When the NFL celebrates the 50th Super Bowl this coming season, it shouldn’t overlook the cultural storyline that has perhaps had a bigger impact on pro football than the game itself.

Few, if any, talked or wrote about it at the time in a setting where the media atmosphere was infinitely more subdued than it is today and the focus was on the groundbreaking significance of the game. But history now tells us Super Bowl I was the watershed moment in the African-American football player’s long, difficult struggle for acceptance. It was the catalyst for a paradigm shift that has overtaken the sport.

When Vince Lombardi was named coach of the Packers in January 1959, he inherited one veteran black player: defensive end Nate Borden. The other black player on the Packers’ 1958 roster of 35, Len Ford, was booted off the team the Saturday morning before the final game.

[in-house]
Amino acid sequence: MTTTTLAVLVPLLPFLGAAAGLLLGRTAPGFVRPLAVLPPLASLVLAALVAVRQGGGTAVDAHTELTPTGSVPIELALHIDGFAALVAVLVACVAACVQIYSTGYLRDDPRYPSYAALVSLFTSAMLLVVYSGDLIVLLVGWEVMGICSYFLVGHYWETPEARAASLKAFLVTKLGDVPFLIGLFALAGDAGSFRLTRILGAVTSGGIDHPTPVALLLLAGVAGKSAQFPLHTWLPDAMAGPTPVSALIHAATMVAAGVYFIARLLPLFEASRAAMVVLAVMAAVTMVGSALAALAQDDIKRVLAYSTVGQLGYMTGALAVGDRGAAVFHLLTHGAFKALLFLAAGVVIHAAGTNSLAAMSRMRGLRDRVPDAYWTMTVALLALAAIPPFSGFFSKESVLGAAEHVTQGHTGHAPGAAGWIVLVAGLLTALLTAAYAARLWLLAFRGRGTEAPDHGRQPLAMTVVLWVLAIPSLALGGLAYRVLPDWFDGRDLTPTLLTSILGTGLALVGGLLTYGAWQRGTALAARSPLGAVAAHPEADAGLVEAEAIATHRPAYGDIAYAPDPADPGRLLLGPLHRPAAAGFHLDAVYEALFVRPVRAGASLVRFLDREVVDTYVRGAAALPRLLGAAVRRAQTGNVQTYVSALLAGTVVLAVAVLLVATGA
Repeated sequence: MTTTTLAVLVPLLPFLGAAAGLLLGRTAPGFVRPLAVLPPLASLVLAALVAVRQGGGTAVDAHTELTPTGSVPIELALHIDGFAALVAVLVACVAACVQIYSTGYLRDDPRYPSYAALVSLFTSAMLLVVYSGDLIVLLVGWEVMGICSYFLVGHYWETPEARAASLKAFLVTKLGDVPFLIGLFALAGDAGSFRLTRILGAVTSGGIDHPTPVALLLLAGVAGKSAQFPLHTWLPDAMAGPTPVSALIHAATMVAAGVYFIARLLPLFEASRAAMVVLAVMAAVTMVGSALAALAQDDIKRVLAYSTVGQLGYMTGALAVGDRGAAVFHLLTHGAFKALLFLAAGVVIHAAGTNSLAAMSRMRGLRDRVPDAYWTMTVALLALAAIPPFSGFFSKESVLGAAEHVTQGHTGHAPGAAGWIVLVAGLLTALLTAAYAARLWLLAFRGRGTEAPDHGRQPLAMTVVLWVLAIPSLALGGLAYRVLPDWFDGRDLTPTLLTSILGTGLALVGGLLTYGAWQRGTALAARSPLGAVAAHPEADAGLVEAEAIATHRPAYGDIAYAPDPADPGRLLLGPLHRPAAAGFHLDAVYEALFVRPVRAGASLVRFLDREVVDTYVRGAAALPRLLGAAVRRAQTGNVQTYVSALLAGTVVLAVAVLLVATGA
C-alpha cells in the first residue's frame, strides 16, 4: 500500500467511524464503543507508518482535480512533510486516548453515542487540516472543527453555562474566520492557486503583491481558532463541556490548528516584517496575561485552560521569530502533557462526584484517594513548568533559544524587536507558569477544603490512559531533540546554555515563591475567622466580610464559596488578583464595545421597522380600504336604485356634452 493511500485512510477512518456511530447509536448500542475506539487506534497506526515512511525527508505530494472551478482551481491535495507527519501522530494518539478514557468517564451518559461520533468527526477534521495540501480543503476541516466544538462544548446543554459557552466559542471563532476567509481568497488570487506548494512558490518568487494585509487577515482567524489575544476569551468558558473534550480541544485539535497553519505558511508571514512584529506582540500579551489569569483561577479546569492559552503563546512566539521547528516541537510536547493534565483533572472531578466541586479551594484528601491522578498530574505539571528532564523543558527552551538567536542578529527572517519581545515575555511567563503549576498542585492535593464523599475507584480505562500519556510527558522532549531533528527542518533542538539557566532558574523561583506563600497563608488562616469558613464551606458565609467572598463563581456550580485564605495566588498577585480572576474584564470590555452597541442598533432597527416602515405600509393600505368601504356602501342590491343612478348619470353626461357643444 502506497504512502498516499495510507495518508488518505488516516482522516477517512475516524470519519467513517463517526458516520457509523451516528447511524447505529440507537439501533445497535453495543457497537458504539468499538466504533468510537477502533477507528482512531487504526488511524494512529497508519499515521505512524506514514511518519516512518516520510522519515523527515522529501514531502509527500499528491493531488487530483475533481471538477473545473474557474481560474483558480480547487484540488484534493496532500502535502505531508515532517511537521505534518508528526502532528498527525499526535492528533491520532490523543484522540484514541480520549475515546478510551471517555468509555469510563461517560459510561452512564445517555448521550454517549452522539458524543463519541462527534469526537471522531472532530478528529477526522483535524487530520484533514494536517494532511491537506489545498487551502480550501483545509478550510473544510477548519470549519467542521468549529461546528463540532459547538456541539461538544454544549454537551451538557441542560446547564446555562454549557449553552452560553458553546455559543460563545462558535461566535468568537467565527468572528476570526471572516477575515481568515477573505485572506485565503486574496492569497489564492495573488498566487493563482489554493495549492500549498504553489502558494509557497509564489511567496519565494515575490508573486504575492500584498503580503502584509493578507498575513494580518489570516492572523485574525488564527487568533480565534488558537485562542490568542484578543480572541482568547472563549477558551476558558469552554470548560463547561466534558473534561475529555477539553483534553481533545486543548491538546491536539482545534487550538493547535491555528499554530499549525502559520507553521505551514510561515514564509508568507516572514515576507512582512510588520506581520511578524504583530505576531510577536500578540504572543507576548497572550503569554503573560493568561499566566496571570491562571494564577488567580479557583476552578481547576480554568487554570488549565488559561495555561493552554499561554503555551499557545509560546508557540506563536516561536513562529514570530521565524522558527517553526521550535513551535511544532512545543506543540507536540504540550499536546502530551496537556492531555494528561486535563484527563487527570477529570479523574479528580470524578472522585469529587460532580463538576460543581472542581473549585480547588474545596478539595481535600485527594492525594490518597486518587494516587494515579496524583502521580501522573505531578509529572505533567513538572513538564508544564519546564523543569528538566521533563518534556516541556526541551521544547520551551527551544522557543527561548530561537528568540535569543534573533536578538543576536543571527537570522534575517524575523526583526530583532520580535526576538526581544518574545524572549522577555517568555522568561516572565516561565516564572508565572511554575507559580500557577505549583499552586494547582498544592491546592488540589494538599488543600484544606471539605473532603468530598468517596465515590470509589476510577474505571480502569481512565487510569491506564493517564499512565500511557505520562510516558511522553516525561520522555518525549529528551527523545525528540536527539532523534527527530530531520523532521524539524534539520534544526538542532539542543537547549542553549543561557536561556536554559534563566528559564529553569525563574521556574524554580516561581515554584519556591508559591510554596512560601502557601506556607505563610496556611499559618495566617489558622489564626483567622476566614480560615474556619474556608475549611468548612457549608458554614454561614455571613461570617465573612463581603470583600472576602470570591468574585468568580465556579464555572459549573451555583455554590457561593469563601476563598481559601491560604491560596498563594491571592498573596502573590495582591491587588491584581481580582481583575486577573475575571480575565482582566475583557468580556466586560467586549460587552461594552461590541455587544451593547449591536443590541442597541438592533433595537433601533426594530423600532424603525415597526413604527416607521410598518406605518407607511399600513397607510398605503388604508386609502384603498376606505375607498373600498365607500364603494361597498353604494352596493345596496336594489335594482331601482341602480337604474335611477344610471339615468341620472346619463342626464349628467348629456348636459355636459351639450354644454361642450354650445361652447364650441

Two years into the job, Lombardi won his first NFL championship with five black players on a roster of 36. Two of them were starters: Willie Davis and Willie Wood.

The makeup of the Packers’ roster, at the time, was more or less the norm.

The New York Giants, the team the Packers beat in the 1961 title game, had three black starters. Detroit, the Baltimore Colts and Chicago Bears, the three teams that finished behind the Packers in the Western Conference, had three, four and four black starters, respectively.

Now, let’s fast forward to Super Bowl I. The Packers and Chiefs each had eight black starters. The NFL didn’t record defensive starters in its championship games until 1961, but it was likely the most black starters ever.